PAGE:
If we used the time spent reading the description of the tiles in the house of Os Maias to get to know more female writers, things would improve a little. And that would be the least of the least with a strong seasoning of sarcasm. Female writers exist and have a lot to say. Female representation in the study of literature cannot be limited to the existence of female characters in stories written by men, or to being the recipient of love letters written by men. Machismo is structural, from real life to the insistence on Epic sonnets in Portuguese classes. And there are more people than Fernando.

Below, I leave a selection of my suggestions for female authors. I highlight the writerHelena Magalhães in the context of this chronicle, since the author and editor is very vocal about the lack of representation of women in the highlights of Literature, having even founded a seal that only publishes female authors, theAurora.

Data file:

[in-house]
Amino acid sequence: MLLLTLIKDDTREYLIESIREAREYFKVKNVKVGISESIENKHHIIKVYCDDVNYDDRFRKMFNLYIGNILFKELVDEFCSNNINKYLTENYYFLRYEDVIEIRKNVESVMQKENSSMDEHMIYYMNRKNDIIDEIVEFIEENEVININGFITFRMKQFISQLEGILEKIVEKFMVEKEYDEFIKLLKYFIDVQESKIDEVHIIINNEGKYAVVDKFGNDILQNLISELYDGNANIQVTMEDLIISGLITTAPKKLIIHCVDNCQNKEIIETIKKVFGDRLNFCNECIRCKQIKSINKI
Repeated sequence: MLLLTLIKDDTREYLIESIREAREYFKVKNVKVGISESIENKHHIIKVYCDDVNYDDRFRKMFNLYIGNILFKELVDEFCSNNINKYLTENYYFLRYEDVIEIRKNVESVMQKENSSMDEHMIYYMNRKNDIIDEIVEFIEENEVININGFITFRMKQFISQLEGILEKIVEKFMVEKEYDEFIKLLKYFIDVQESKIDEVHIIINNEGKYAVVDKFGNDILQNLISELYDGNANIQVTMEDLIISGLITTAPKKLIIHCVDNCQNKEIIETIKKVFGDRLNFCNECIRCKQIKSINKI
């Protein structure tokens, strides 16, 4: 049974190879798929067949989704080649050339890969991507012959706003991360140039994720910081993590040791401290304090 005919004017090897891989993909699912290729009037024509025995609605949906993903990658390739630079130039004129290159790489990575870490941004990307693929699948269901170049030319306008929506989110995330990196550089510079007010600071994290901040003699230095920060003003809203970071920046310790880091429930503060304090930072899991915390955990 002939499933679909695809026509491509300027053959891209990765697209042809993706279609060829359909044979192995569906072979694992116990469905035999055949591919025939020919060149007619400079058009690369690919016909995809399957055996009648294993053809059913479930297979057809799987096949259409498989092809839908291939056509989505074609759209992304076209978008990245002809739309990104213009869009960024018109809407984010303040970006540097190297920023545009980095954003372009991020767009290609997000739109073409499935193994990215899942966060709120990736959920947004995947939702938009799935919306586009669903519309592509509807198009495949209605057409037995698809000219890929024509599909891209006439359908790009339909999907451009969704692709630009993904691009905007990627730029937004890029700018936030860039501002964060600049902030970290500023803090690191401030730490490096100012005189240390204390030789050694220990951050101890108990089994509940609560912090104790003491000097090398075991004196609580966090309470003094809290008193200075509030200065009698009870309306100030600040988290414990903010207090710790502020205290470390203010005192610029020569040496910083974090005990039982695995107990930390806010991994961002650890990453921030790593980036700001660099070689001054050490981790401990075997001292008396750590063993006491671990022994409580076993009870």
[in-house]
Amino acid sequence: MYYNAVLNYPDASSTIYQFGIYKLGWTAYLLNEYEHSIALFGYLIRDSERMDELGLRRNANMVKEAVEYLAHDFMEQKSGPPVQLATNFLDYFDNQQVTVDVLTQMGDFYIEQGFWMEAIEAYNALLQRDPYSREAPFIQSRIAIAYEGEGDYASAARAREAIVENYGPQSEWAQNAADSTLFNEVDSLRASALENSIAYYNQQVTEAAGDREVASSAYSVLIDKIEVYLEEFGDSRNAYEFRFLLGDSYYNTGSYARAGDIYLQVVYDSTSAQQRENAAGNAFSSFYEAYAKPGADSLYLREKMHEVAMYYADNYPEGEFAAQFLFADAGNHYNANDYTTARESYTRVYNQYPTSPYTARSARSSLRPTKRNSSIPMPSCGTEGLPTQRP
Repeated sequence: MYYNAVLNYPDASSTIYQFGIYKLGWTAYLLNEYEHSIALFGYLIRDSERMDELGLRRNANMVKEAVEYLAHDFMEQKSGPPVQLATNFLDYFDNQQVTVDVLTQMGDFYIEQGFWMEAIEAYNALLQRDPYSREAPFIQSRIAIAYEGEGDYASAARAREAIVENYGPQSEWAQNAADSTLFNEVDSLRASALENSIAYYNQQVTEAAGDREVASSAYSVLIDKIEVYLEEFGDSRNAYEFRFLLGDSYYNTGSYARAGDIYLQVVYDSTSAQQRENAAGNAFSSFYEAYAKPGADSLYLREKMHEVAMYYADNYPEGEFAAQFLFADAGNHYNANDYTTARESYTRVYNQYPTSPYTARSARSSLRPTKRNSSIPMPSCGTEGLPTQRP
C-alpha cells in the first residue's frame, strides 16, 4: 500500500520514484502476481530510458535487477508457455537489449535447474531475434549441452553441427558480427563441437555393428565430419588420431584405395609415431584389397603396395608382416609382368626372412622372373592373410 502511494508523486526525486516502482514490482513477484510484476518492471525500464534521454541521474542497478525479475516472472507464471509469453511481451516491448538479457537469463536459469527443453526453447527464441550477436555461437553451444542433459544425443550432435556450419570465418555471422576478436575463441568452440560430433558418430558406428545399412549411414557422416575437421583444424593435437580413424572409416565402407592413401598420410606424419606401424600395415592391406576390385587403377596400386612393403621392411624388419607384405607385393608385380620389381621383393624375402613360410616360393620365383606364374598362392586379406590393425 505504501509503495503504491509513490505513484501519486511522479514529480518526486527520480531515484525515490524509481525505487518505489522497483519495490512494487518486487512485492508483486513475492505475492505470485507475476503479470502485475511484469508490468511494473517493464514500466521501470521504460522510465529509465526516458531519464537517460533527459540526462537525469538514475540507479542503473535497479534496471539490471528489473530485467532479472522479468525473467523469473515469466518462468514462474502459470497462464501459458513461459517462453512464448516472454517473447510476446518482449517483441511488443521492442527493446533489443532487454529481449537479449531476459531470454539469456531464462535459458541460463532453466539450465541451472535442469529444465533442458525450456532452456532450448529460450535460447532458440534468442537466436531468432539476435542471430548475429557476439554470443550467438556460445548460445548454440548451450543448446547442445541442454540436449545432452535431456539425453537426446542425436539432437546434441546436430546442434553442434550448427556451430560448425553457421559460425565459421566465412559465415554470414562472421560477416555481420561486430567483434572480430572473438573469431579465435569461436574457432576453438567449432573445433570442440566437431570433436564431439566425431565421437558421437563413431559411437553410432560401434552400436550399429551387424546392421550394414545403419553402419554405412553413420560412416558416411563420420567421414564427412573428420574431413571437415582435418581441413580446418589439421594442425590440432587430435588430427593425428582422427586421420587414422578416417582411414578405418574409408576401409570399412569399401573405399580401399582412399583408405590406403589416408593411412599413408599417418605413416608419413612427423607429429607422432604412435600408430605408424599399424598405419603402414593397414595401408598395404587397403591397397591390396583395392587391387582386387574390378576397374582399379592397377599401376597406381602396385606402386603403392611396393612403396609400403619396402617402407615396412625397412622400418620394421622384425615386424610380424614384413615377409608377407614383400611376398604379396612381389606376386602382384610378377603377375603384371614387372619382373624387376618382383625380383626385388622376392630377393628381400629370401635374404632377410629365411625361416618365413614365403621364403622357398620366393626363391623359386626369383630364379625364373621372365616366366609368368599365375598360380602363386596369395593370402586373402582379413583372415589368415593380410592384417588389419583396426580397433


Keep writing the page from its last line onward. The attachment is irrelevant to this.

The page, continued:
Received a Message: there are women poets

Adília Lopes
Ana LuÃsa Amaral
Eneida Nelly
Florbela Espanca
Gisela Casimiro
Isabel de Sá
MaÃra Zenun
Odete Semedo
Regina Guimarães
Raquel Lima

And many more.

Female Sermon to the Flock

Agustina Bessa-LuÃs
Ana Barbara Pedrosa
Alexandra Lucas Coelho
Buchi Emecheta
Chimanda Ngozi Adichie
Cláudia Lucas Chéu
Djaimilia Pereira de Almeida
Djamila Ribeiro
Helena Magalhães
Lídia Jorge
Maria Archer
Maria Judite de Carvalho
Maria Ondina Braga
Michelle Nkamankeng
Paulina Chiziane
Patrícia Reis
Yaa Gyas

And many more.


Francesco Giganti

Journalist, social media, blogger and pop culture obsessive in newshubpro